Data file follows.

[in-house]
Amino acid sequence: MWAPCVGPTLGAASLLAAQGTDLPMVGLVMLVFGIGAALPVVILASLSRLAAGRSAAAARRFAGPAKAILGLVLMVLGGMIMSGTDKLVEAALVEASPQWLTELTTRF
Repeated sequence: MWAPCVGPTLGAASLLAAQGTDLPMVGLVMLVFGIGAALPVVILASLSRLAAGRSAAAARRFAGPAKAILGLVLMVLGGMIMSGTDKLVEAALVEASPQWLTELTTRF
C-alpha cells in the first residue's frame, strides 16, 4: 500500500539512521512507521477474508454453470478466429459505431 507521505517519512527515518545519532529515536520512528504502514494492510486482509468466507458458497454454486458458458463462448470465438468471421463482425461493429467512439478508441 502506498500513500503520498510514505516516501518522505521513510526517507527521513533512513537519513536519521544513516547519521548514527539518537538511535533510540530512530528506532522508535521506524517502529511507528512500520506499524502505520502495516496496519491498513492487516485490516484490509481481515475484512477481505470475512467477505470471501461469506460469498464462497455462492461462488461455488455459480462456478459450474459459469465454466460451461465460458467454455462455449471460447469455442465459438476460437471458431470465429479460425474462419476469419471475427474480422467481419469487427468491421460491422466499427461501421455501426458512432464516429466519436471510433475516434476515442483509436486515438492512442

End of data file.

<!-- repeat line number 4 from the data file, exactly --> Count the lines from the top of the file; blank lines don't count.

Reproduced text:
C-alpha cells in the first residue's frame, strides 16, 4: 500500500539512521512507521477474508454453470478466429459505431 507521505517519512527515518545519532529515536520512528504502514494492510486482509468466507458458497454454486458458458463462448470465438468471421463482425461493429467512439478508441 502506498500513500503520498510514505516516501518522505521513510526517507527521513533512513537519513536519521544513516547519521548514527539518537538511535533510540530512530528506532522508535521506524517502529511507528512500520506499524502505520502495516496496519491498513492487516485490516484490509481481515475484512477481505470475512467477505470471501461469506460469498464462497455462492461462488461455488455459480462456478459450474459459469465454466460451461465460458467454455462455449471460447469455442465459438476460437471458431470465429479460425474462419476469419471475427474480422467481419469487427468491421460491422466499427461501421455501426458512432464516429466519436471510433475516434476515442483509436486515438492512442